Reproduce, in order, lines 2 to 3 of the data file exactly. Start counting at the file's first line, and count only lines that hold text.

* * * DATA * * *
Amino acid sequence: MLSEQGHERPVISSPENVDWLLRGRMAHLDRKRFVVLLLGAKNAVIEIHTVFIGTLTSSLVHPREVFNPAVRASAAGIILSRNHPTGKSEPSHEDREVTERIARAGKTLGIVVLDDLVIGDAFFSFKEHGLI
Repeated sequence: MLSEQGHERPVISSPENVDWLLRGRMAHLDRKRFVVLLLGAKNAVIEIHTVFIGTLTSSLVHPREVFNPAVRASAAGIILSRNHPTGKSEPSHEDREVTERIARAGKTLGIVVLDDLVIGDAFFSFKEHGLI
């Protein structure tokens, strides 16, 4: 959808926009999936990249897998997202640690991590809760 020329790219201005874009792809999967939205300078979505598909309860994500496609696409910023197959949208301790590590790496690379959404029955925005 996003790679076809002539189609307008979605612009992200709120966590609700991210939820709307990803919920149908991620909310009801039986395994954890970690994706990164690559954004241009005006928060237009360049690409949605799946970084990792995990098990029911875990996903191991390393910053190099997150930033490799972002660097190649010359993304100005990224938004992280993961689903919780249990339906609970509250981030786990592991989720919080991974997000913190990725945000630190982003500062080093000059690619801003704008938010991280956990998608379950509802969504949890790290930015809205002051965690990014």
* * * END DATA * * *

Repeated sequence: MLSEQGHERPVISSPENVDWLLRGRMAHLDRKRFVVLLLGAKNAVIEIHTVFIGTLTSSLVHPREVFNPAVRASAAGIILSRNHPTGKSEPSHEDREVTERIARAGKTLGIVVLDDLVIGDAFFSFKEHGLI
């Protein structure tokens, strides 16, 4: 959808926009999936990249897998997202640690991590809760 020329790219201005874009792809999967939205300078979505598909309860994500496609696409910023197959949208301790590590790496690379959404029955925005 996003790679076809002539189609307008979605612009992200709120966590609700991210939820709307990803919920149908991620909310009801039986395994954890970690994706990164690559954004241009005006928060237009360049690409949605799946970084990792995990098990029911875990996903191991390393910053190099997150930033490799972002660097190649010359993304100005990224938004992280993961689903919780249990339906609970509250981030786990592991989720919080991974997000913190990725945000630190982003500062080093000059690619801003704008938010991280956990998608379950509802969504949890790290930015809205002051965690990014």